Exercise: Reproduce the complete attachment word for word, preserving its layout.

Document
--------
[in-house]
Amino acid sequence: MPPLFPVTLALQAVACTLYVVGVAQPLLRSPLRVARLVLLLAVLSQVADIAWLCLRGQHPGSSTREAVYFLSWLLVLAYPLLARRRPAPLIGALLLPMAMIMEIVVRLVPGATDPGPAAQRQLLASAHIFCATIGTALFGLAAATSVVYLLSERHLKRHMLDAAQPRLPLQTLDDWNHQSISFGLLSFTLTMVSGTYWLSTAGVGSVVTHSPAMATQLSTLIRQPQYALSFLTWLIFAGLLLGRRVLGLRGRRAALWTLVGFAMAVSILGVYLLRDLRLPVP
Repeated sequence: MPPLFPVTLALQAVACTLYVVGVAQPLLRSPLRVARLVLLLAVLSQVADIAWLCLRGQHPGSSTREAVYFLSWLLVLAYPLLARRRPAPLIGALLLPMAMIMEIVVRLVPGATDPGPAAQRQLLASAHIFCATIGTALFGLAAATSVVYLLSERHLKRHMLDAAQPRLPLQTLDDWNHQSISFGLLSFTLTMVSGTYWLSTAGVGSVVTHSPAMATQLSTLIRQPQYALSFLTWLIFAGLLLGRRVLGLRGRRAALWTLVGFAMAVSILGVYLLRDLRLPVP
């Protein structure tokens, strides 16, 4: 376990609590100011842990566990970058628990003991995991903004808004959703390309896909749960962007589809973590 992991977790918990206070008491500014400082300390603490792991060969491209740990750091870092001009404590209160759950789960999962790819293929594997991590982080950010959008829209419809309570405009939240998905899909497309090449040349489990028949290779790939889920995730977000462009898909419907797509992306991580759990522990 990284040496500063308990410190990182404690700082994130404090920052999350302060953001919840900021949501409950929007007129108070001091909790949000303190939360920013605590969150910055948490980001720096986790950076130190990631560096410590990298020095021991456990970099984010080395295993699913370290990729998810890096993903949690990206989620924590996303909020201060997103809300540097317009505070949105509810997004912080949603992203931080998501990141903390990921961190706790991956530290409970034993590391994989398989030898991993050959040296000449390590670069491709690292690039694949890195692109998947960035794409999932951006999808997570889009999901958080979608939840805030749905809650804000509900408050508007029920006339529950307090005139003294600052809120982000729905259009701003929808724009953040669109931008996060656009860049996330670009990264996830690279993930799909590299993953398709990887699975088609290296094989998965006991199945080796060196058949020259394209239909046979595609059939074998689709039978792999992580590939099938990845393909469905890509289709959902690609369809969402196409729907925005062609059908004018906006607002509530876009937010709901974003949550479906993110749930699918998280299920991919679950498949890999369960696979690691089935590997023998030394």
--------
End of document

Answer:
[in-house]
Amino acid sequence: MPPLFPVTLALQAVACTLYVVGVAQPLLRSPLRVARLVLLLAVLSQVADIAWLCLRGQHPGSSTREAVYFLSWLLVLAYPLLARRRPAPLIGALLLPMAMIMEIVVRLVPGATDPGPAAQRQLLASAHIFCATIGTALFGLAAATSVVYLLSERHLKRHMLDAAQPRLPLQTLDDWNHQSISFGLLSFTLTMVSGTYWLSTAGVGSVVTHSPAMATQLSTLIRQPQYALSFLTWLIFAGLLLGRRVLGLRGRRAALWTLVGFAMAVSILGVYLLRDLRLPVP
Repeated sequence: MPPLFPVTLALQAVACTLYVVGVAQPLLRSPLRVARLVLLLAVLSQVADIAWLCLRGQHPGSSTREAVYFLSWLLVLAYPLLARRRPAPLIGALLLPMAMIMEIVVRLVPGATDPGPAAQRQLLASAHIFCATIGTALFGLAAATSVVYLLSERHLKRHMLDAAQPRLPLQTLDDWNHQSISFGLLSFTLTMVSGTYWLSTAGVGSVVTHSPAMATQLSTLIRQPQYALSFLTWLIFAGLLLGRRVLGLRGRRAALWTLVGFAMAVSILGVYLLRDLRLPVP
């Protein structure tokens, strides 16, 4: 376990609590100011842990566990970058628990003991995991903004808004959703390309896909749960962007589809973590 992991977790918990206070008491500014400082300390603490792991060969491209740990750091870092001009404590209160759950789960999962790819293929594997991590982080950010959008829209419809309570405009939240998905899909497309090449040349489990028949290779790939889920995730977000462009898909419907797509992306991580759990522990 990284040496500063308990410190990182404690700082994130404090920052999350302060953001919840900021949501409950929007007129108070001091909790949000303190939360920013605590969150910055948490980001720096986790950076130190990631560096410590990298020095021991456990970099984010080395295993699913370290990729998810890096993903949690990206989620924590996303909020201060997103809300540097317009505070949105509810997004912080949603992203931080998501990141903390990921961190706790991956530290409970034993590391994989398989030898991993050959040296000449390590670069491709690292690039694949890195692109998947960035794409999932951006999808997570889009999901958080979608939840805030749905809650804000509900408050508007029920006339529950307090005139003294600052809120982000729905259009701003929808724009953040669109931008996060656009860049996330670009990264996830690279993930799909590299993953398709990887699975088609290296094989998965006991199945080796060196058949020259394209239909046979595609059939074998689709039978792999992580590939099938990845393909469905890509289709959902690609369809969402196409729907925005062609059908004018906006607002509530876009937010709901974003949550479906993110749930699918998280299920991919679950498949890999369960696979690691089935590997023998030394």